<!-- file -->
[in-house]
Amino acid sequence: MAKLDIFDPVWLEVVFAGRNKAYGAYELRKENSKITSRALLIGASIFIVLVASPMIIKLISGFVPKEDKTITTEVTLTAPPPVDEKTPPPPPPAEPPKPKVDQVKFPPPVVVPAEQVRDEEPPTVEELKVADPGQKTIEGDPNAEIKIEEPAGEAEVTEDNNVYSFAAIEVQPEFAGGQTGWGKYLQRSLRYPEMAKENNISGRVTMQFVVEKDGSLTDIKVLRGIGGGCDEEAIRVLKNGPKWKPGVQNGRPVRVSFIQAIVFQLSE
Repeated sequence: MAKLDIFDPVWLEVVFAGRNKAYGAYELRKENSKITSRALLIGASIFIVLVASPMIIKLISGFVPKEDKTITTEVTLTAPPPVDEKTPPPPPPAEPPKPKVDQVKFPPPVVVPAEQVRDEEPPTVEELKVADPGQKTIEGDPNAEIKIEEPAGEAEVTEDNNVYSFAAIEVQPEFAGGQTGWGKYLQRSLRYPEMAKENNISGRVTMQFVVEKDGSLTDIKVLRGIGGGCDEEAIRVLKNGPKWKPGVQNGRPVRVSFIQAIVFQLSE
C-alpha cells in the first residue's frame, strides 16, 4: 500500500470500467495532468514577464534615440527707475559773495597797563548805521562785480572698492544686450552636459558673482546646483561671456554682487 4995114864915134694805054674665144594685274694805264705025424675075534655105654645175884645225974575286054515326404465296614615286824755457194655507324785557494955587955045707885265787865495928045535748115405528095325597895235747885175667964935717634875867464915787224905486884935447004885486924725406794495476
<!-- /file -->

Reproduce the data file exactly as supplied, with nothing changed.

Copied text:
[in-house]
Amino acid sequence: MAKLDIFDPVWLEVVFAGRNKAYGAYELRKENSKITSRALLIGASIFIVLVASPMIIKLISGFVPKEDKTITTEVTLTAPPPVDEKTPPPPPPAEPPKPKVDQVKFPPPVVVPAEQVRDEEPPTVEELKVADPGQKTIEGDPNAEIKIEEPAGEAEVTEDNNVYSFAAIEVQPEFAGGQTGWGKYLQRSLRYPEMAKENNISGRVTMQFVVEKDGSLTDIKVLRGIGGGCDEEAIRVLKNGPKWKPGVQNGRPVRVSFIQAIVFQLSE
Repeated sequence: MAKLDIFDPVWLEVVFAGRNKAYGAYELRKENSKITSRALLIGASIFIVLVASPMIIKLISGFVPKEDKTITTEVTLTAPPPVDEKTPPPPPPAEPPKPKVDQVKFPPPVVVPAEQVRDEEPPTVEELKVADPGQKTIEGDPNAEIKIEEPAGEAEVTEDNNVYSFAAIEVQPEFAGGQTGWGKYLQRSLRYPEMAKENNISGRVTMQFVVEKDGSLTDIKVLRGIGGGCDEEAIRVLKNGPKWKPGVQNGRPVRVSFIQAIVFQLSE
C-alpha cells in the first residue's frame, strides 16, 4: 500500500470500467495532468514577464534615440527707475559773495597797563548805521562785480572698492544686450552636459558673482546646483561671456554682487 4995114864915134694805054674665144594685274694805264705025424675075534655105654645175884645225974575286054515326404465296614615286824755457194655507324785557494955587955045707885265787865495928045535748115405528095325597895235747885175667964935717634875867464915787224905486884935447004885486924725406794495476